Dr Amnon Sonnenberg from Portland, Oregon performed a study to follow the time trends of mortality from gastric and duodenal ulcers in countries outside Europe.
He then compared the results with previous reports of ulcer mortality from Europe and North America.
Mortality data from eight different countries were analyzed, including Argentina, Australia, Chile, Hong Kong, Japan, Mexico, Singapore, and Taiwan.
|Mortality from gastric ulcer was higher than mortality from duodenal ulcer.|
| The American Journal of Gastroenterology |
The age-standardized death rates of individual countries were followed from 1971 to 2004.
Japan and Australia had mortality data for more than 50 years that provided the opportunity to conduct a birth-cohort analysis.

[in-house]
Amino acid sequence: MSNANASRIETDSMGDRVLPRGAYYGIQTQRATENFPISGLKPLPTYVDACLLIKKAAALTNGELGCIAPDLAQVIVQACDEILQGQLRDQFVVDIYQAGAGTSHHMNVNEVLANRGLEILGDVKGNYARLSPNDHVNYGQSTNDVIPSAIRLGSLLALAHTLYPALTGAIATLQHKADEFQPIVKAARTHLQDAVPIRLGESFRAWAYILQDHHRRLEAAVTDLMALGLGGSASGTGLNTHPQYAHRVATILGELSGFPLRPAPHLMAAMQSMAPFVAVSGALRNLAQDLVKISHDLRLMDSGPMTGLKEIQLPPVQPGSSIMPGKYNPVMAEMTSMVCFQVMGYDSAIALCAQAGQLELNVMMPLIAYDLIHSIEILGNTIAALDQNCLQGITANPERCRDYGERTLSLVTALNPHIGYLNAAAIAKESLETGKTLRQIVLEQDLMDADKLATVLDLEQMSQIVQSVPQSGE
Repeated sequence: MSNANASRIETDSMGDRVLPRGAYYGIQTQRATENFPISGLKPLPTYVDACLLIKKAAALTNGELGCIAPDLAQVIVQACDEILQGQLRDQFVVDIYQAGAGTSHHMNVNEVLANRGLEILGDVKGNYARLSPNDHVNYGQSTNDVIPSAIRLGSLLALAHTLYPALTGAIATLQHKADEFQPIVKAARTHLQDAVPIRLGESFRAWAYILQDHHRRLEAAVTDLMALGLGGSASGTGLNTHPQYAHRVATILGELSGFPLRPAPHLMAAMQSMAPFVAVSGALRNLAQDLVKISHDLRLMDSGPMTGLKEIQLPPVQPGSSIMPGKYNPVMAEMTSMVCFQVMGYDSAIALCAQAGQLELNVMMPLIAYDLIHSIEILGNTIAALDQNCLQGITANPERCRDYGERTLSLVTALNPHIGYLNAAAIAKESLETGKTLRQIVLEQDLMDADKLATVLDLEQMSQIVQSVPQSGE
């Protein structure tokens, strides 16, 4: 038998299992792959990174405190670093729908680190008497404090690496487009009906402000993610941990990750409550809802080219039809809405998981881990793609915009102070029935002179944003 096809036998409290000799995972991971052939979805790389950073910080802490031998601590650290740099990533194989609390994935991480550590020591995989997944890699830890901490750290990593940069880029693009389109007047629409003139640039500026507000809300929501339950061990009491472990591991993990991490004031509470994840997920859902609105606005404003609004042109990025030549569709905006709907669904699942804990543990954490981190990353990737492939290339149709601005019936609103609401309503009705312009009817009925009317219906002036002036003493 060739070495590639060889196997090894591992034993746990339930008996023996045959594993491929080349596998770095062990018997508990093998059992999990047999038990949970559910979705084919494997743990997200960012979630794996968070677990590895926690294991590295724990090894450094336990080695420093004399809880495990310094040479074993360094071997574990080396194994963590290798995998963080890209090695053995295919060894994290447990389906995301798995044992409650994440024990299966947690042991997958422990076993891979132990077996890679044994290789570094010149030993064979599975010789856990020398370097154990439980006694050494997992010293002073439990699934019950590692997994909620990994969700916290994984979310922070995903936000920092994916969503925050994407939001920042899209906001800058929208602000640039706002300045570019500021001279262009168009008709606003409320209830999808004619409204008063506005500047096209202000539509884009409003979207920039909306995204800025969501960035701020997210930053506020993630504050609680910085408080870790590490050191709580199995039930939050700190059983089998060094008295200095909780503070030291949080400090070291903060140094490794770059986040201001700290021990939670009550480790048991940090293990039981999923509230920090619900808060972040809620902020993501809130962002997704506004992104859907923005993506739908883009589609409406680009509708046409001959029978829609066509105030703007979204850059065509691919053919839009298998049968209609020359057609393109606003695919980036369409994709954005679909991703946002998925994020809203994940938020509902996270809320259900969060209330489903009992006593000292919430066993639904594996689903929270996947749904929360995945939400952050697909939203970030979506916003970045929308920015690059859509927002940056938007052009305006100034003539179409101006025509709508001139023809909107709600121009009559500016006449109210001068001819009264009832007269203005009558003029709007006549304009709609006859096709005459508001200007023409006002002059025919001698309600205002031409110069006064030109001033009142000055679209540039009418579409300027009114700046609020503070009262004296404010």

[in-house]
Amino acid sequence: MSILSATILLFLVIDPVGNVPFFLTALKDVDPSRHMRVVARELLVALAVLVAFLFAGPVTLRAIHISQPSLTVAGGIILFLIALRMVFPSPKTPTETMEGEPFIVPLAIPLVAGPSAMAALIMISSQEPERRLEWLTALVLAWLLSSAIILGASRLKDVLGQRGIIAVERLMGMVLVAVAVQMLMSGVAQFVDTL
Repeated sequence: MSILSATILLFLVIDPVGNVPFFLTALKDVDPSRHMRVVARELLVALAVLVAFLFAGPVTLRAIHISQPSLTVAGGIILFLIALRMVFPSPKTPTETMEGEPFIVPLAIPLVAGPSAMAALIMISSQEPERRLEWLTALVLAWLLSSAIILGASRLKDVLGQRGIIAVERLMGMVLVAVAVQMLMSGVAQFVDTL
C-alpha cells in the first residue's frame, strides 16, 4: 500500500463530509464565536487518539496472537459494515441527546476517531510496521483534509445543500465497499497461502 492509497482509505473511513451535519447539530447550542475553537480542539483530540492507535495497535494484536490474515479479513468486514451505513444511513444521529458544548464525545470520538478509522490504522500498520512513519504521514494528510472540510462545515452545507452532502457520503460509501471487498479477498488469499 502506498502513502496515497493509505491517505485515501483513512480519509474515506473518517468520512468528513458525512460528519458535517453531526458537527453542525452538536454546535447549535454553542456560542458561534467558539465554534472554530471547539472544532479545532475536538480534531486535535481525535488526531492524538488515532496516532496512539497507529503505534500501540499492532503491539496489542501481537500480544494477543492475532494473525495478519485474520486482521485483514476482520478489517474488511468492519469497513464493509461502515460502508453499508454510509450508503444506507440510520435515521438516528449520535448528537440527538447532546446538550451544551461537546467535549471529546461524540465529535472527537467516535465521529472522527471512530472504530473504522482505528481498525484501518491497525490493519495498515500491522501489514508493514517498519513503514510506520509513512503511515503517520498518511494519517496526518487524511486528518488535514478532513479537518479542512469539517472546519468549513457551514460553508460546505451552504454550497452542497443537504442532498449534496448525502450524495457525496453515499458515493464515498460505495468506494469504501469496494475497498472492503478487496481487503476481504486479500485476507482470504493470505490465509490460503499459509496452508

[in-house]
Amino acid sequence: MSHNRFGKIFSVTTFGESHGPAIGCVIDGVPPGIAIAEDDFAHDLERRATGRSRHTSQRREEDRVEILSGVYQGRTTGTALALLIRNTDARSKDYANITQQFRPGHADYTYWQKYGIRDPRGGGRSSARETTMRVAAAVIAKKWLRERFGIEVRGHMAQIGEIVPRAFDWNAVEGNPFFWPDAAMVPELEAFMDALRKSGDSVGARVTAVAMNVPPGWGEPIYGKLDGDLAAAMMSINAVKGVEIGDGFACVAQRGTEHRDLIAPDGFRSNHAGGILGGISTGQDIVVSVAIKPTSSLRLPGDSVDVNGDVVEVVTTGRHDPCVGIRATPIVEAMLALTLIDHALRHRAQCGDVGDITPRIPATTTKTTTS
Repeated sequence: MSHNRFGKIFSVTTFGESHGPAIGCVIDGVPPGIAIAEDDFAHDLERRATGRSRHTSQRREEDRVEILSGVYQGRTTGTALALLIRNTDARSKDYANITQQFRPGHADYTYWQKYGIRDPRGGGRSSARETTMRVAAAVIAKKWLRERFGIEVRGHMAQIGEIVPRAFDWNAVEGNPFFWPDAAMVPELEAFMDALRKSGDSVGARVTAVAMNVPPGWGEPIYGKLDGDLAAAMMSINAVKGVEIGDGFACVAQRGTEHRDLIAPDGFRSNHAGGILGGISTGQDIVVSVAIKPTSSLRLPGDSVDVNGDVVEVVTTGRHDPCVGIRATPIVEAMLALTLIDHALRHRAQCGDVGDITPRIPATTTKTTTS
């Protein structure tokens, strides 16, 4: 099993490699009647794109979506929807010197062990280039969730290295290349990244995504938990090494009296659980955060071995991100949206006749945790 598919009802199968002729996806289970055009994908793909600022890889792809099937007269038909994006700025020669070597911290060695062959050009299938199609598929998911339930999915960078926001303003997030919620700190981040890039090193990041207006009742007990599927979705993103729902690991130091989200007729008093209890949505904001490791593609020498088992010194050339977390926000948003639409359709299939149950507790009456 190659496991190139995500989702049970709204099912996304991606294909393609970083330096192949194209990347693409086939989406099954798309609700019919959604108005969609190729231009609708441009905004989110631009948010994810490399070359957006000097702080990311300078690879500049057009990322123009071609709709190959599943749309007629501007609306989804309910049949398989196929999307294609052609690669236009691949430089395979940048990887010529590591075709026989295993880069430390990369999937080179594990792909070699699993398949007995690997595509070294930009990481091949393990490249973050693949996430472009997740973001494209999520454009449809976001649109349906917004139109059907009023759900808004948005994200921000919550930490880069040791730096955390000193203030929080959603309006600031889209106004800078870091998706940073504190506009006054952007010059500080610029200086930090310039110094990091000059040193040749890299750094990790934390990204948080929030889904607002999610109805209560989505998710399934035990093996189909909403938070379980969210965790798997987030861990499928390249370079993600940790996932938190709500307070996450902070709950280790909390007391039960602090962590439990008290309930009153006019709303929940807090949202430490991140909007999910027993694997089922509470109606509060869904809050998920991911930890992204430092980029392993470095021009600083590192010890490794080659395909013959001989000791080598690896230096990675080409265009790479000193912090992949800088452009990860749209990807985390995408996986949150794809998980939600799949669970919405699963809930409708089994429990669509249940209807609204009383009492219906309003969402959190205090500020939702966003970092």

The data from all the countries were characterized by a decline in gastric and duodenal ulcer mortality.
With the exception of Hong Kong, mortality from gastric ulcer was higher than mortality from duodenal ulcer.
In Japan and Australia, mortality from gastric and duodenal ulcers displayed time trends that were consistent with an underlying birth-cohort phenomenon.
The risk of dying from gastric and duodenal ulcers increased in consecutive generations born between the mid- and the end of the nineteenth century and decreased in all subsequent generations.
The peak mortality from gastric ulcer occurred among generations born in 1875, whereas peak mortality from duodenal ulcer occurred among generations born 10-20 years later.
Dr Sonnenberg concluded that, "The ubiquitous decline in ulcer mortality in countries from different parts of the world is likely to be associated with a worldwide decline in the occurrence of H. pylori infection".
He also stated that, "The events accompanying the receding infection in developed countries must have similarly affected populations exposed to increasing standards of hygiene".